Caution: Falling Opinions

Steve notes that the remarkably lovely Maggie Gyllenhaal has got herself into a bit of trouble for raising an uncomfortable question: whether the US bears any responsibility for the events of Sept. 11, 2001.

Cue the swarming wingnuts, who on one hand are rushing to condemn her, while simultaneously expressing the opinion that the famous should keep their opinions to themselves. It’s like an endless replay, this whine of theirs, every time somebody strays from the country music party line. You saw it with Sean Penn and Richard Gere and Barbra Streisand, then the Dixie Chicks, then Bruce Springsteen, Whoopi Goldberg, anybody really who didn’t perform for the right-wing cause like a trained seal.

Which provides me with yet another opportunity to marvel at my favorite wingnut spectacle, the most entertaining thing about wingnuttery: The way they immediately extrapolate the existence of an opinion with which they disagree, into their being somehow “forced” or “subjected” to considering that opinion. How dare she speak where I can hear her?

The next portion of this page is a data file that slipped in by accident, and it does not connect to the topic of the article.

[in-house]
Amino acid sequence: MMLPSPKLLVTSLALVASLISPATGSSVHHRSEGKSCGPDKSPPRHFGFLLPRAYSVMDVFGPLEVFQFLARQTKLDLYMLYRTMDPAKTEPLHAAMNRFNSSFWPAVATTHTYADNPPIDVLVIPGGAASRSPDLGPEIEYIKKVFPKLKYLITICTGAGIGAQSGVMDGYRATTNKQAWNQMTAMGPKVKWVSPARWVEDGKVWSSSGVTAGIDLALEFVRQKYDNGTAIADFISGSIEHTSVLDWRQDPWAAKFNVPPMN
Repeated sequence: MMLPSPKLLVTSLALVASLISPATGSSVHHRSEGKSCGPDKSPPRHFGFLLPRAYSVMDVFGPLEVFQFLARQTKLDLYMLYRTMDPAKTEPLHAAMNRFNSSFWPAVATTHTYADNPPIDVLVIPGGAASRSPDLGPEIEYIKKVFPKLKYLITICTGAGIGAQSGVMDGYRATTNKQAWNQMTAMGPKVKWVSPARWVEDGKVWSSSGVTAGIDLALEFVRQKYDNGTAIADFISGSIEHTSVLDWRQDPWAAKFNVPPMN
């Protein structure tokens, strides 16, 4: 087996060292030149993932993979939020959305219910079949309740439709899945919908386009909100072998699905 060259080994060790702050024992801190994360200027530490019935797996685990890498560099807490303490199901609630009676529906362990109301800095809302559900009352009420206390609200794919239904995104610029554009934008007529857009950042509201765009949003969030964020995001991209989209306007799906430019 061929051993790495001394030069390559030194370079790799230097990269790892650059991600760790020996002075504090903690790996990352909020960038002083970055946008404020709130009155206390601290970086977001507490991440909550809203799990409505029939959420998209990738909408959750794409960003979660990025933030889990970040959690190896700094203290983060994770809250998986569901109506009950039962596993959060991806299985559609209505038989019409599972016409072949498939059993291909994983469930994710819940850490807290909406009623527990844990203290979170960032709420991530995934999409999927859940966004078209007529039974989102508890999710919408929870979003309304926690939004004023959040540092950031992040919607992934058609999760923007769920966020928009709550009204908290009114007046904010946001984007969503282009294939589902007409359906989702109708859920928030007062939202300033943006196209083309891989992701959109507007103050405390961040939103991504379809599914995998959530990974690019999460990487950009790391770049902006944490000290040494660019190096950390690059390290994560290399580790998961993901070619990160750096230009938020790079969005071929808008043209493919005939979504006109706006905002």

Apparently considering an opinion is such heartwrenching, backbreaking work that they should be protected from it. I don’t especially enjoy considering the opinion of Republican friends and relatives that George W. Bush is not the worst president we’ve ever had, but it doesn’t throw my back out to listen to it once in a while. I’ve killed more brain cells with vodka than I ever have with political discourse.

For a bunch of guys who claim such machismo as their hallmark, whose party thrives on its image of hard-workin’, terraist-killin’ Rambo strongmen, the wingers sure do get spooked easily. One pretty actress saying something on TV and suddenly their very being is assaulted. Read some of those freeper comments, man, you’d think Ms. Gyllenhaal turned them down for sex. “Puerile leftist whore?”

And if I had a dollar for everybody that could spell her name correctly over there I’d still be very, very broke.

A.